Feds Allot $9 Million for Unaccompanied Kids' Attorney Fees, But How Far Can That Money Go?

It sounds like a lot of money, but $9 million will likely only help a lucky few Dallas unaccompanied immigrant kids this year.
It sounds like a lot of money, but $9 million will likely only help a lucky few Dallas unaccompanied immigrant kids this year.

On Tuesday, the Obama administration announced an initiative to allot $9 million to help unaccompanied Central American kids pay for attorney fees. The money will be given to several cities with a high population of these kids, including Dallas, over the next two years.

It's a powerful statement in getting legal aid to kids who can't afford it. But it seems the move may be primarily symbolic: How far will that money actually go? When $9 million is spread out over the course of two years, and divided between several different cities, insiders report that Dallas families of unaccompanied minors shouldn't get their hopes up just yet.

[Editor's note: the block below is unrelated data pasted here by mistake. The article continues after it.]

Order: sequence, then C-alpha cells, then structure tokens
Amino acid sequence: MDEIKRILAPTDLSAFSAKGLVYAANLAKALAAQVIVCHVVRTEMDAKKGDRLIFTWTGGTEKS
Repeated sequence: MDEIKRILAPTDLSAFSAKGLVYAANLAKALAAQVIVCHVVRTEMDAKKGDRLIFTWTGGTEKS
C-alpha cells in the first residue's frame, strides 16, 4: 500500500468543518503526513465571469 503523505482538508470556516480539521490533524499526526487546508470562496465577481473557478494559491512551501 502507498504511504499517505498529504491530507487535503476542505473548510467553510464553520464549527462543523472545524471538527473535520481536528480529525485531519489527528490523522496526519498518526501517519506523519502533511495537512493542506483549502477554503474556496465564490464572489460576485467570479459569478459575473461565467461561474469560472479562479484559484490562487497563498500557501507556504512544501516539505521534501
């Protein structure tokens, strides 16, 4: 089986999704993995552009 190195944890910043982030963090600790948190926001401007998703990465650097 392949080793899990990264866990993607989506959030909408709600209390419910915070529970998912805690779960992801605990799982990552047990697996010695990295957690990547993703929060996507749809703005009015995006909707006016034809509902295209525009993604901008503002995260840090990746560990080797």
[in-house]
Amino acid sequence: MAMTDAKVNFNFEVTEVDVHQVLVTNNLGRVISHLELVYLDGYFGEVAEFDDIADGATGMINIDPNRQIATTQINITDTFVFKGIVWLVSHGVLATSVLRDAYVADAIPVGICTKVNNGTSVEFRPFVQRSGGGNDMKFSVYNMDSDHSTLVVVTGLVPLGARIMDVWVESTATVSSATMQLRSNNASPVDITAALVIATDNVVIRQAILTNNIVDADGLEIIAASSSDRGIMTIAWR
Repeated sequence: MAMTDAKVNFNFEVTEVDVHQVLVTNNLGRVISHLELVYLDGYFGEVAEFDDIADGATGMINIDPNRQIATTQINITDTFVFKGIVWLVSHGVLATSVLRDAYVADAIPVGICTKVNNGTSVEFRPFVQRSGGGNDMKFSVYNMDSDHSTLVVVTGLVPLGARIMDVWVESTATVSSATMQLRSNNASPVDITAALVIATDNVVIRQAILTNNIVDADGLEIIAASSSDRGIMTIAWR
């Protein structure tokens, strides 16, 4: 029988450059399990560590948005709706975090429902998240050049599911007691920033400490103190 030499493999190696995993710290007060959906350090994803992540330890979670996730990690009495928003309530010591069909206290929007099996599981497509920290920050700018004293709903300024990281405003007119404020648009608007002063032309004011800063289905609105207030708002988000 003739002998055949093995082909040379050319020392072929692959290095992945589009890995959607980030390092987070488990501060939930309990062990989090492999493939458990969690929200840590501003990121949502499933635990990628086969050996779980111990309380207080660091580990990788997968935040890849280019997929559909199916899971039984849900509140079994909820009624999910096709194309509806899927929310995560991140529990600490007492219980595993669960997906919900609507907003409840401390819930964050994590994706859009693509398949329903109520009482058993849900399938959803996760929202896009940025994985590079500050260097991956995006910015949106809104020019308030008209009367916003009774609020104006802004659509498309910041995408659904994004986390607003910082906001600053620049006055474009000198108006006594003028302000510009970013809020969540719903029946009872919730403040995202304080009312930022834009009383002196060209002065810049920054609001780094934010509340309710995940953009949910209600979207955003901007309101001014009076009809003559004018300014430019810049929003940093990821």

"I don't think that amount of money is adequate to meet the needs of the children, but it's a lot more money than was available before this," says Bill Holston, executive director of Human Rights Initiative of North Texas. "I think every agency working in this area is working at capacity."

Thousands of unaccompanied children have been detained in the last several months, and with kids moving through the immigration court system faster than ever, many families do not have the time to scrounge raise the money needed for a lawyer -- often in the tens of thousands of dollars -- if they cannot secure a pro bono attorney.

See also: Rocket Dockets for Kids in Immigration Courts Raise Doubts About Fairness

And often, kids cannot secure a lawyer at all. When that happens, they must appear before a judge, with their parent or relative attempting to form a legal argument against deportation. The money is expected to help roughly 1,200 kids this year, spread out over nine cities.

"I'm glad the government is stepping up to make sure the kids get lawyers in court. That's a worthy goal," says Holston. "It should not be acceptable to us as a country that children go to court without a lawyer."


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